The year is 2005, shortly after the terrorist attacks in Madrid. The Italian secret service has intelligence that a group of Muslims in Rome’s Viale Marconi neighborhood is planning a terrorist attack. They recruit a young Sicilian, Christian Mazzari, who speaks fluent Arabic to go undercover and infiltrate the group.
Christian, who has taken on the Arabic name, Issa, heads for Little Egypt, a crowded, commercial part of Rome that tourists rarely see. The Arab-speaking immigrants who live there work in pizza kitchens and live in communal apartments. Issa rents a bed in one of these apartments and ingratiates himself to the men in the community. He meets Safia, the wife of an Egyptian architect who is forced to work as a pizza maker. It is an arranged marriage and life in Italy is no dolce vita for Safia. She, like Issa, is leading a secret life: unknown to her husband, she works as a hairdresser in a friend’s home.
Lakhous’ tale hangs on the terrorist plot while using the complexities of Muslim identity in a multicultural environment to take the reader into the changing demographics of Italy, which heretofore was far more homogeneous than that of other European nations. Issa says: “Muslims are real male chauvinists, openly homophobic while we Italians, sly as usual, are friendly toward gays and women, but underneath we’re hypocritically chauvinist.”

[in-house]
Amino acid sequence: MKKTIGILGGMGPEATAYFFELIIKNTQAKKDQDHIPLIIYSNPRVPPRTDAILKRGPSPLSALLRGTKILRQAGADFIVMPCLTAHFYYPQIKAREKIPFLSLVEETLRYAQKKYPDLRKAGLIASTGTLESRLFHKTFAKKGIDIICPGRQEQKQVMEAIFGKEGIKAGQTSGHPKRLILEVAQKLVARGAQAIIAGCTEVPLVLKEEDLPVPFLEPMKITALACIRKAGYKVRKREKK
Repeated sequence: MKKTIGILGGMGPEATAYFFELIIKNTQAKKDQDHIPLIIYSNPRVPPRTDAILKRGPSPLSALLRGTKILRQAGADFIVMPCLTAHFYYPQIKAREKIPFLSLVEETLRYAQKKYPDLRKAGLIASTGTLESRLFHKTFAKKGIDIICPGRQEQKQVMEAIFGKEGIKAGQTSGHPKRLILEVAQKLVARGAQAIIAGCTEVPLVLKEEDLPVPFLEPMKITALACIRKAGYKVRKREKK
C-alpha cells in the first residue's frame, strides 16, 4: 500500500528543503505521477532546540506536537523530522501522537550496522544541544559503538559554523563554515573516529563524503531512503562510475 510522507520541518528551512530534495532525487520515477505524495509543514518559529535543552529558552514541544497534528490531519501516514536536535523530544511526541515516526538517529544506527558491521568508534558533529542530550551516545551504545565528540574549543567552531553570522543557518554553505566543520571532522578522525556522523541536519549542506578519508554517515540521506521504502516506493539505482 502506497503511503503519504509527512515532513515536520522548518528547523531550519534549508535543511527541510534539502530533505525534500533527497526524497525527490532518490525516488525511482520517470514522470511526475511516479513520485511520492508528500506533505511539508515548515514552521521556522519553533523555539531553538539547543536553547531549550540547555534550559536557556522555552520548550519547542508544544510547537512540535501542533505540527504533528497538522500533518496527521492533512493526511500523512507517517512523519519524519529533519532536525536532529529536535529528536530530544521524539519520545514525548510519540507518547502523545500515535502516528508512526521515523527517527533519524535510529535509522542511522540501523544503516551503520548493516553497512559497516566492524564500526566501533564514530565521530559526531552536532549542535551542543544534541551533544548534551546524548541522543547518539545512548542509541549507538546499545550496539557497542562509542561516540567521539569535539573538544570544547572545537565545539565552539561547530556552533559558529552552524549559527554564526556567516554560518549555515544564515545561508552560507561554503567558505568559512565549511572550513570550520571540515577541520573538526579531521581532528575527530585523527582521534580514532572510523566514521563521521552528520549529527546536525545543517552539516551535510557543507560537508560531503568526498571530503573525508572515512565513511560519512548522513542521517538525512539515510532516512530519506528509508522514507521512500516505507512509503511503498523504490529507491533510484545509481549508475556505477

Clash of Civilizations Over an Elevator in Piazza Vittorio by Amara Lakhous
Brick Lane by Monica Ali
Grace O’Connor, West Islip Public Library
Perlmann’s Silence by Pascal Mercier
Translated from the German by Shaun Whiteside
Philipp Perlmann is invited to a conference on linguistics, but because he is grieving the recent death of his wife he has no motivation to properly prepare. The only writings he takes with him belong to a colleague that is unable to attend. The days pass and Perlmann begins to panic. He has yet to write anything worthy of his reputation. How can he face a panel of his peers and have nothing to contribute? As his desperation becomes more and more overwhelming, Perlmann decides that the only way out of his dilemma is to present his colleague’s paper as his own—no one would be the wiser—and so he does. There’s just one problem: his colleague has wired the conference that he will be able to attend after all. Perlmann is horrified at the prospect of being labeled a plagiarist and, after considering the ramifications of being exposed, he concludes that the only solution is to murder his colleague.
A deep, psychological read written in a literary style, Perlmann’s Silence may not appeal to every reader. But if you enjoy a meticulously detailed depiction of a man’s life and mind coming undone, this slow-moving 600-page novel will reward you with twists and turns and a suspenseful feeling throughout. You will wonder how Perlmann will ever extract himself from the intricate web that he has woven—and just when it appears that there is resolution, he jeopardizes himself again by making some very poor choices.
A recent movie release that deals with plagiarism is The Words starring Bradley Cooper and Dennis Quaid. Some other books with the topic of the psychology of grief include The Sea by John Banville; The Fall of a Sparrow by Robert Hellenga; and a reader may want to try Pascal Mercier’s first novel Night Train to Lisbon if they like Mercier’s writing style.
Deborah Formosa, Northport-East Northport Public Library
Pow! by Yan Mo
Translated from the Chinese by Howard Goldblatt
This is the tale of Liu Xiaotong, whose dreams of becoming a local hero are dashed when his father takes an ax to his mother. Alone and reduced to poverty, he tells his story to a “wise monk” in hopes of becoming a novice.